Well, on that point though, I remember looking at Depeche Mode in 1988 and 1990, they were wearing all the leather, black, spikes, etc., but thinking to myself “well, sure they dress that way, but it’s probably because it’s hard to look badass standing behind a keyboard”. You guys kinda threw that out the window, because your music, look, and image reflected the aggressive loud sounds, but left people, and still leave people doubting as to the gender or sexual identity of the musicians. Though these days it's becoming less of an issue. It was for so long a point in people’s music, and image. I remember when Bob Mould the punk star, one of the pioneers with Husker DU, he came out and was kind of bugged about it. Not because of the image issue, but he didn't feel it mattered as to the quality of his music. It was not in his subject matter, at least not when he was younger. Now, it has been in some of his work.  On that note, for you, how much of it is for you now with Go Fight? I mean, Moscow Drag was great, Gay on the Dancefloor, kind of thing. You can’t mistake that, but the new song “Queer the World”.  We are now out of Die Warzau and kinda skipped Pigface, tell me about the new stuff. I liked … LOVED the Moscow Drag video, cause, well, it was just a fun song, but it was really like, a campy snubbing your nose at the Russian oppression, with some fun to it. I'll admit, for me, I have not had “FUN” used to describe industrial stuff for a while. Not since Revolting Cocks had “Beers Steers and Queers”, or “Do you think Im Sexy”, and… Well, Ministry “Jesus Built My Hotrod”.  So, fire away.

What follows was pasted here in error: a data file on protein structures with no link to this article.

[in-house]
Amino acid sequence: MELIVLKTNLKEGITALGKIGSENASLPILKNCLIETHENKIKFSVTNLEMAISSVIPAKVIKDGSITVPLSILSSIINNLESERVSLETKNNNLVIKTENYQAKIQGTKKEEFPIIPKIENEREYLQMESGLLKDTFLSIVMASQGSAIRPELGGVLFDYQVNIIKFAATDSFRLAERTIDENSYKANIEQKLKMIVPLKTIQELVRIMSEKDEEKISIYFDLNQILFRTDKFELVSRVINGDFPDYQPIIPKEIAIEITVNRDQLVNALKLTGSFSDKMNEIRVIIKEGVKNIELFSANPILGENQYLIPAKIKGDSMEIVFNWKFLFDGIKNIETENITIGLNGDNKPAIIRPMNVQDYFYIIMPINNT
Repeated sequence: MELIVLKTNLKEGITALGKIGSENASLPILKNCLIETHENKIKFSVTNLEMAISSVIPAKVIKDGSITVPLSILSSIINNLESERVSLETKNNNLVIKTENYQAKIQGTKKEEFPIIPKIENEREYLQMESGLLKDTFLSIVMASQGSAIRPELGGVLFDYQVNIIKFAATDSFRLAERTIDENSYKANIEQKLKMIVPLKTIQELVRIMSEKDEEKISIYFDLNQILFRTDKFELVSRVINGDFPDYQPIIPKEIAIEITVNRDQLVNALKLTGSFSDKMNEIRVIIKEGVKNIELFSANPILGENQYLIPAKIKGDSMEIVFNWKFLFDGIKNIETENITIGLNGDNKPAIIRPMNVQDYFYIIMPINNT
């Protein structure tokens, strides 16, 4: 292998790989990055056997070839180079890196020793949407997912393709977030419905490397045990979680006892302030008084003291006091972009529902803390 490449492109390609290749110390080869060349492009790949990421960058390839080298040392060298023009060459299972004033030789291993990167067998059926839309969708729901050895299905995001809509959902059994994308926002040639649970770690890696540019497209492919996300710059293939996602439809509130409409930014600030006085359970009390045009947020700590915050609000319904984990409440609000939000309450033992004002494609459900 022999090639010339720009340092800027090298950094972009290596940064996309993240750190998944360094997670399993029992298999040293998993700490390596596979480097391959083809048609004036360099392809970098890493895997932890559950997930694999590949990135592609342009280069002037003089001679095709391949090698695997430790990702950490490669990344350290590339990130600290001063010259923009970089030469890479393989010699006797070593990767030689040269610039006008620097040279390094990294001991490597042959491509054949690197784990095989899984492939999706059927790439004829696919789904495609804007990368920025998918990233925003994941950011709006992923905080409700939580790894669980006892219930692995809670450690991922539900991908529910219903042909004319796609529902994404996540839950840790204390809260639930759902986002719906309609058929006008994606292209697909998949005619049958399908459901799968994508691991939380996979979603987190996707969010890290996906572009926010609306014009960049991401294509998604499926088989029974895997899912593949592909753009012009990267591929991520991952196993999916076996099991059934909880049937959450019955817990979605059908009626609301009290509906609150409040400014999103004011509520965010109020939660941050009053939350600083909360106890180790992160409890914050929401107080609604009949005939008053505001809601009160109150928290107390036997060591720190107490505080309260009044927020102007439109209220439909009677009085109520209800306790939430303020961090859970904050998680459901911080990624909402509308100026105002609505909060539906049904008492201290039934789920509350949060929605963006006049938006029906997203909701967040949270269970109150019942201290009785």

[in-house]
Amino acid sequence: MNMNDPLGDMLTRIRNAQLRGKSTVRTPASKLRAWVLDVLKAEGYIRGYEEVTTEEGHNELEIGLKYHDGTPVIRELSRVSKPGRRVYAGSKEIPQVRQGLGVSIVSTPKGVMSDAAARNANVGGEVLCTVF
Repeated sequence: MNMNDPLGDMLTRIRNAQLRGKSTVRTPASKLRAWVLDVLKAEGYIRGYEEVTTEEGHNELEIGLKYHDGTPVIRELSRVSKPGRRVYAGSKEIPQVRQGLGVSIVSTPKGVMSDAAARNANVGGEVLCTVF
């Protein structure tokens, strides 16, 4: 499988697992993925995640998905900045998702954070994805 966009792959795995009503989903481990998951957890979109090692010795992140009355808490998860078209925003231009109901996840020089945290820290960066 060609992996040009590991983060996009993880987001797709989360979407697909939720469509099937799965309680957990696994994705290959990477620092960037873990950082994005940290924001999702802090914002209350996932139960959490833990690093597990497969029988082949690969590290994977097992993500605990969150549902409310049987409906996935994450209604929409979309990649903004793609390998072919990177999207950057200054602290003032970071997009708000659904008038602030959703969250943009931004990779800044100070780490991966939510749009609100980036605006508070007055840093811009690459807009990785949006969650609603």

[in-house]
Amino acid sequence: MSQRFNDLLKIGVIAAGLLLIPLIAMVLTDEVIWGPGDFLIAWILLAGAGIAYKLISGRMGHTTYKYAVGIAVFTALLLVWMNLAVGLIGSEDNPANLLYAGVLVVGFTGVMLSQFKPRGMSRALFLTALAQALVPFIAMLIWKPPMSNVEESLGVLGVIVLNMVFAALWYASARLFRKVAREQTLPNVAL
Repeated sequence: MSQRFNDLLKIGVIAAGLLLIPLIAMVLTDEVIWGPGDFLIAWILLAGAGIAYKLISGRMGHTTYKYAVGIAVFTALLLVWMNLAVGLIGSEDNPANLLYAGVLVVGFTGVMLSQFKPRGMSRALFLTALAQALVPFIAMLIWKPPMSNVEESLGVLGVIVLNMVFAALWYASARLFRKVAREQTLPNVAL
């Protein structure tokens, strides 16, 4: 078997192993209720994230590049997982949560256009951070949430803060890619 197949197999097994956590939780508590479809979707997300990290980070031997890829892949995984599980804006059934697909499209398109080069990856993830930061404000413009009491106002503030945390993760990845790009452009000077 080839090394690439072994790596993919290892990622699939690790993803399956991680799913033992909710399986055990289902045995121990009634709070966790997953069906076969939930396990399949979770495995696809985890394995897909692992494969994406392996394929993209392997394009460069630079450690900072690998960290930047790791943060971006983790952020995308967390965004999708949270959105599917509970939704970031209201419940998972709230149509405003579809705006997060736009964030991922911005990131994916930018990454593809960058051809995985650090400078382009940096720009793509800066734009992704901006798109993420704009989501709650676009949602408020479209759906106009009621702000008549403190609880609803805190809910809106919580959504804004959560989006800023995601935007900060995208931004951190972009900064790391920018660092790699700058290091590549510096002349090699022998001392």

Yes, Go Fight is a more playful approach to the subject matter, but no less indicative of what we are about and stand for. The song “Queer the World” leverages the word “queer.” It’s a word that has been reclaimed and even refocused. We can recognize that it’s not just about being different and transgressive, but about being interesting. “Queer the World” is about making the world less average, more interesting, more expressively beautiful. Retaking the word “queer” is coup for LGBTQ community because you don’t have to dive into the alphabet soup of it all and you can just be Queer. Someone doesn’t have to say, “oh, I’m a femme-presenting non binary bisexual,” you can just be Queer- and there is power in that grouping.